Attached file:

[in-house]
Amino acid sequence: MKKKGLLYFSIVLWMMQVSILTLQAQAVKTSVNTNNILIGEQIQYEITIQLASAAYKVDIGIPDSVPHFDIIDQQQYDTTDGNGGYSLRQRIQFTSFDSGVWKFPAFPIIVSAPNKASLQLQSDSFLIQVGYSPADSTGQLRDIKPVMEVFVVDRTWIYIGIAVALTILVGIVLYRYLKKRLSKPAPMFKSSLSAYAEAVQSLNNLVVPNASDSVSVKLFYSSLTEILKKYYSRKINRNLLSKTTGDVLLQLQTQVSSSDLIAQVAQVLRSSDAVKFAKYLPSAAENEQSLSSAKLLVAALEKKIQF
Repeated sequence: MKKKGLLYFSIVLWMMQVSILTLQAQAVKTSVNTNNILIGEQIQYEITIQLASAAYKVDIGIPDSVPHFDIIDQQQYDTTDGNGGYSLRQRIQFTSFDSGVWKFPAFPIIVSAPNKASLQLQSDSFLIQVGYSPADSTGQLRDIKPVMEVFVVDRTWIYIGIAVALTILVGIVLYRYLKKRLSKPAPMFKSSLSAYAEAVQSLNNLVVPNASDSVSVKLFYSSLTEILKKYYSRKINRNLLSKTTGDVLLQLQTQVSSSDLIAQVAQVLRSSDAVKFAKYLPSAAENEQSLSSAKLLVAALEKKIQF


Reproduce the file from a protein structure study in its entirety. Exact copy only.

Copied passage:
[in-house]
Amino acid sequence: MKKKGLLYFSIVLWMMQVSILTLQAQAVKTSVNTNNILIGEQIQYEITIQLASAAYKVDIGIPDSVPHFDIIDQQQYDTTDGNGGYSLRQRIQFTSFDSGVWKFPAFPIIVSAPNKASLQLQSDSFLIQVGYSPADSTGQLRDIKPVMEVFVVDRTWIYIGIAVALTILVGIVLYRYLKKRLSKPAPMFKSSLSAYAEAVQSLNNLVVPNASDSVSVKLFYSSLTEILKKYYSRKINRNLLSKTTGDVLLQLQTQVSSSDLIAQVAQVLRSSDAVKFAKYLPSAAENEQSLSSAKLLVAALEKKIQF
Repeated sequence: MKKKGLLYFSIVLWMMQVSILTLQAQAVKTSVNTNNILIGEQIQYEITIQLASAAYKVDIGIPDSVPHFDIIDQQQYDTTDGNGGYSLRQRIQFTSFDSGVWKFPAFPIIVSAPNKASLQLQSDSFLIQVGYSPADSTGQLRDIKPVMEVFVVDRTWIYIGIAVALTILVGIVLYRYLKKRLSKPAPMFKSSLSAYAEAVQSLNNLVVPNASDSVSVKLFYSSLTEILKKYYSRKINRNLLSKTTGDVLLQLQTQVSSSDLIAQVAQVLRSSDAVKFAKYLPSAAENEQSLSSAKLLVAALEKKIQF